New Zealand dairy co-op Fonterra has announced plans to cut NZ$1bn in costs by 2030 as inflation and falling milk prices affect performance.
The move, which will involve job losses, was revealed in an email to farmer shareholders by CEO Miles Hurrell, according to reports in the New Zealand media.
Two new efficiency metrics are being put in place which will see the co-op report to shareholders every six months.
In the email, Hurrell said earnings had been good through 2023, leaving the co-op with a strong balance sheet, but there was a long-term need for “rigorous focus on where we allocate your milk and where we invest your cash”.
“We also know this means reducing our costs to assist us to hit our short-term and long-term targets,” he added. “For these reasons, since late last year we have been developing plans with an aim to reduce costs across the co-op by about $1bn over the seven years to 2030.
“This goal will help offset higher inflation expectations and we intend to achieve it through a range of projects that will streamline how we operate.
“These projects include operational efficiencies, reducing cash costs across the business, and digitisation of business processes.”
Last month, Fonterra reduced its 2023/24 season milk price forecast from $6.25 – $7.75 per kgMS.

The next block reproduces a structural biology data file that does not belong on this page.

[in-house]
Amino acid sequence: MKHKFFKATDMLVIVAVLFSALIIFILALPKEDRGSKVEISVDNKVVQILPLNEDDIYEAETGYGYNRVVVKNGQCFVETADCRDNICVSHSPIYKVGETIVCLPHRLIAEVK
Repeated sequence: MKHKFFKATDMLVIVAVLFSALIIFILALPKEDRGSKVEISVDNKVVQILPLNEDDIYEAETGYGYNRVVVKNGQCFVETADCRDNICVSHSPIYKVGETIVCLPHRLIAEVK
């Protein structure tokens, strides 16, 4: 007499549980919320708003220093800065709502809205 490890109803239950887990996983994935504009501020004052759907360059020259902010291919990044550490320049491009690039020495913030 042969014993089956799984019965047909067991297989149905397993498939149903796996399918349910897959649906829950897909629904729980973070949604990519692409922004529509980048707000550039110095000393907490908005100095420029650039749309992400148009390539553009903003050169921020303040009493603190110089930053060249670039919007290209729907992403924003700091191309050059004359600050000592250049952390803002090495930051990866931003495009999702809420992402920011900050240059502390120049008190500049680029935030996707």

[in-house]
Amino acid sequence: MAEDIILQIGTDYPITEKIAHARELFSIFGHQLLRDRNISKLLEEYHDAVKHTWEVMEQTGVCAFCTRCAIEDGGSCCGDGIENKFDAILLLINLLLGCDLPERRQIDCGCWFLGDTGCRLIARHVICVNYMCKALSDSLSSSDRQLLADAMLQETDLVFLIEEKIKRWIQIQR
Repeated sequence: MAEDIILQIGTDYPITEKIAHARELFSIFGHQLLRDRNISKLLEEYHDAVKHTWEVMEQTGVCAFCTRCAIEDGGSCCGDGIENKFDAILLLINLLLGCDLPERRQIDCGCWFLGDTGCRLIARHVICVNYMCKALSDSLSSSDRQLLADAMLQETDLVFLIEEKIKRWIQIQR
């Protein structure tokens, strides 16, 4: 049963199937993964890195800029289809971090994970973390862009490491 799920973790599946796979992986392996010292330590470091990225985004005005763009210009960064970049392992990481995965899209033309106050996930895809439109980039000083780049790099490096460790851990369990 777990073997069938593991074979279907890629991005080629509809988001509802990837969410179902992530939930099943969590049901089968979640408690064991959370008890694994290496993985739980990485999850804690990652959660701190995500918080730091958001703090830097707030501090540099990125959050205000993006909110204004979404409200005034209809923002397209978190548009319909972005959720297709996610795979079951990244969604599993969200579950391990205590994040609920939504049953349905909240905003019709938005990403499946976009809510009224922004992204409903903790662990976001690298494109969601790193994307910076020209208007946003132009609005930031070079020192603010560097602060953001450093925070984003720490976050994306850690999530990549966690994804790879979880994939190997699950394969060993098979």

“Global dairy trade (GDT) prices have fallen sharply since we released our opening forecast for the season in May,” said Hurrell, “with the overall index down 16% over that period.
“While our wide forecast range assumed movement in GDT prices, whole milk powder prices fell 10.9% in the most recent trading event requiring us to revise our position again.
“Reduced demand from key importing regions for whole milk powder is continuing to weigh on prices. While indications are demand will start to return over the second half of FY24, we do expect the pace of demand growth to be subdued relative to initial expectations.
“In the meantime, we will continue to respond to market signals and adjust our forecast Farmgate Milk Price to ensure that the impact of current prices and currency movements is transparent.”
He added: “This is a challenging time for New Zealand’s dairy farmers and the co-op is doing all it can to support its farmers.”
Fonterra, which has opted for a new capital structure, releases its annual results in three weeks, followed by roadshow meetings with shareholders. Last year’s results were strong, prompting the co-op to rethink the sale of its Australia business, but it had taken a hit in some of its other overseas operations such as Sri Lanka.